Happy Tree Ornament

eNews: Strop Talk / Holiday Carving

Happy Tree Ornament

Quick-carve holiday gift allows you to experiment with making different faces

By Larry Green

This jovial little caricature really looks great hanging on a Christmas tree. The variety of expressions you could carve for him is endless. Carve one or a forest of ornaments and create on the go by making your own personal carving desk.

Carving the Tree

Trace the pattern onto the wood and cut the outline. Taper the boughs on the front and remove any saw marks with a carving knife. Mark the bottom of the nose and the smile lines. Make stop cuts along the lines and carve up to the stop cuts to create a flat surface for the mouth. Carve the slope of the nose and the eye sockets. Then, carve the details. Use a carving knife, micro gouges, and V-tools to carve and texture the face and branches.

Make a stop cut where the trunk joins the tree, and carve back to the stop cut to separate the trunk from the tree. Round the trunk and add the bark texture with the V-tool.


Painting the Tree

Scrub the carving with a toothbrush and dish soap, rinse, and let dry. Paint the tree with thin washes of acrylic paint. When the paint is dry, apply a few light coats of clear Deft or Krylon matte finish and let it dry.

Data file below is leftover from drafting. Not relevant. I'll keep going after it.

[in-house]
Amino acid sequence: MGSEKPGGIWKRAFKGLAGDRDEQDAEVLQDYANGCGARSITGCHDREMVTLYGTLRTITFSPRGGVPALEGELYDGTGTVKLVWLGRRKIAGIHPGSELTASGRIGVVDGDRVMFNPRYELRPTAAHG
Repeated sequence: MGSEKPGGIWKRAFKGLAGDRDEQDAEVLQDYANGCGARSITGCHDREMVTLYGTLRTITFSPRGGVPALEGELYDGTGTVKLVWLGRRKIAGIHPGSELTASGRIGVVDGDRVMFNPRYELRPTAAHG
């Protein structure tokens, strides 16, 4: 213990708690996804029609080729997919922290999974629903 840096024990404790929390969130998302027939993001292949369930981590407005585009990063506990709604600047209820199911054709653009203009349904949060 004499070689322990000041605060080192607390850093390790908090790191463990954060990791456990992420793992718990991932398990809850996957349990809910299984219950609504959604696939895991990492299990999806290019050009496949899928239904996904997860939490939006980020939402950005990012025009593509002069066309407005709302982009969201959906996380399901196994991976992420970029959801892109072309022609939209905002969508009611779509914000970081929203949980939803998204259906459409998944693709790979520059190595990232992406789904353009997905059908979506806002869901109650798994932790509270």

I use Floyd Rhadigan’s method of antiquing the carving. Mix equal parts of Watco natural finishing wax and Watco dark finishing wax. Apply the mixture to the entire carving with a large round brush. Blot the excess with paper towels and allow it to dry. Then, buff it with clean paper towels. Note: Dispose of the paper towels carefully; the boiled linseed oil in the wax can cause the paper to spontaneously combust. Finish the ornament by adding a screw eye on the top.




• Basswood, 3/4″ (1.9cm) thick: 2 1/2″ x 3 3/4″ (6.4cm x 9.5cm)

• Acrylic paint: black, blue jay, camel, golden brown, leaf green, sprout, white

• Clear matte finish such as Deft or Krylon 

• Finishing wax such as Watco: natural, dark

• Screw eye


• Carving knives: bench, detail

• V-tool, 60°: 1/8″ (3mm)

• Micro gouges: 2mm, 3mm, and 5mm

• #8 gouge: 1/4″ (6mm)

• Paintbrush: large round

About the Author

Larry Green started carving in 1970 and has written six woodcarving project books with artist Mike Altman. He has worked part-time in the woodcarving shop at Dollywood Theme Park. Larry is a member of the Southern Highland Craft Guild and was selected as an Indiana Artisan. He teaches a weeklong class at John Campbell Folk School. You can contact him at lgreen@sent.com.


Get the Winter 2022 Issue

Purchase the Issue

For more articles like this, subscribe to Woodcarving Illustrated magazine.

Magazine Subscription
Plus! Get digital mini magazines in your e-mail between printed issues.

Comments are closed.